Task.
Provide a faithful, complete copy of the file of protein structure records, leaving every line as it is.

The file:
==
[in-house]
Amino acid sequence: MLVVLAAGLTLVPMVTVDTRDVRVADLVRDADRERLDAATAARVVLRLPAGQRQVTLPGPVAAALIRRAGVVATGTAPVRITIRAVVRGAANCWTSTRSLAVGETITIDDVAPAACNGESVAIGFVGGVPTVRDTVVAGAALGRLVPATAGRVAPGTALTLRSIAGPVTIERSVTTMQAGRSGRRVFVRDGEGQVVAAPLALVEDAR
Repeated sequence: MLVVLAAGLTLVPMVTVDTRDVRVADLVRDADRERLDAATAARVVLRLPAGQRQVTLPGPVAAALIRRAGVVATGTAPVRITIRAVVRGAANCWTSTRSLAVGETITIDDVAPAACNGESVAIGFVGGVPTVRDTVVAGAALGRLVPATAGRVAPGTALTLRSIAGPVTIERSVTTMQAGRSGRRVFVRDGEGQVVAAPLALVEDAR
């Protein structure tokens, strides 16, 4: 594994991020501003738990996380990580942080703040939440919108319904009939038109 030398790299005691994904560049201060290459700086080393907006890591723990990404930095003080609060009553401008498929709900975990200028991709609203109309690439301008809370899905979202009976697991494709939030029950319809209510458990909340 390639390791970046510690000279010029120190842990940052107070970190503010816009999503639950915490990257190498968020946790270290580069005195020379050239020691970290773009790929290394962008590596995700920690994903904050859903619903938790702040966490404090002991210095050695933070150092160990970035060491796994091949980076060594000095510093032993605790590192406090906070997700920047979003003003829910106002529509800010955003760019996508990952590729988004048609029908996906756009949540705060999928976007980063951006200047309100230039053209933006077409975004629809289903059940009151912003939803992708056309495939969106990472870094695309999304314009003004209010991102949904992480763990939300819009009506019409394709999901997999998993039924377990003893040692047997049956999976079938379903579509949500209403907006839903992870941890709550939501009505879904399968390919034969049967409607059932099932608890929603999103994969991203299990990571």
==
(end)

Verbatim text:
[in-house]
Amino acid sequence: MLVVLAAGLTLVPMVTVDTRDVRVADLVRDADRERLDAATAARVVLRLPAGQRQVTLPGPVAAALIRRAGVVATGTAPVRITIRAVVRGAANCWTSTRSLAVGETITIDDVAPAACNGESVAIGFVGGVPTVRDTVVAGAALGRLVPATAGRVAPGTALTLRSIAGPVTIERSVTTMQAGRSGRRVFVRDGEGQVVAAPLALVEDAR
Repeated sequence: MLVVLAAGLTLVPMVTVDTRDVRVADLVRDADRERLDAATAARVVLRLPAGQRQVTLPGPVAAALIRRAGVVATGTAPVRITIRAVVRGAANCWTSTRSLAVGETITIDDVAPAACNGESVAIGFVGGVPTVRDTVVAGAALGRLVPATAGRVAPGTALTLRSIAGPVTIERSVTTMQAGRSGRRVFVRDGEGQVVAAPLALVEDAR
């Protein structure tokens, strides 16, 4: 594994991020501003738990996380990580942080703040939440919108319904009939038109 030398790299005691994904560049201060290459700086080393907006890591723990990404930095003080609060009553401008498929709900975990200028991709609203109309690439301008809370899905979202009976697991494709939030029950319809209510458990909340 390639390791970046510690000279010029120190842990940052107070970190503010816009999503639950915490990257190498968020946790270290580069005195020379050239020691970290773009790929290394962008590596995700920690994903904050859903619903938790702040966490404090002991210095050695933070150092160990970035060491796994091949980076060594000095510093032993605790590192406090906070997700920047979003003003829910106002529509800010955003760019996508990952590729988004048609029908996906756009949540705060999928976007980063951006200047309100230039053209933006077409975004629809289903059940009151912003939803992708056309495939969106990472870094695309999304314009003004209010991102949904992480763990939300819009009506019409394709999901997999998993039924377990003893040692047997049956999976079938379903579509949500209403907006839903992870941890709550939501009505879904399968390919034969049967409607059932099932608890929603999103994969991203299990990571």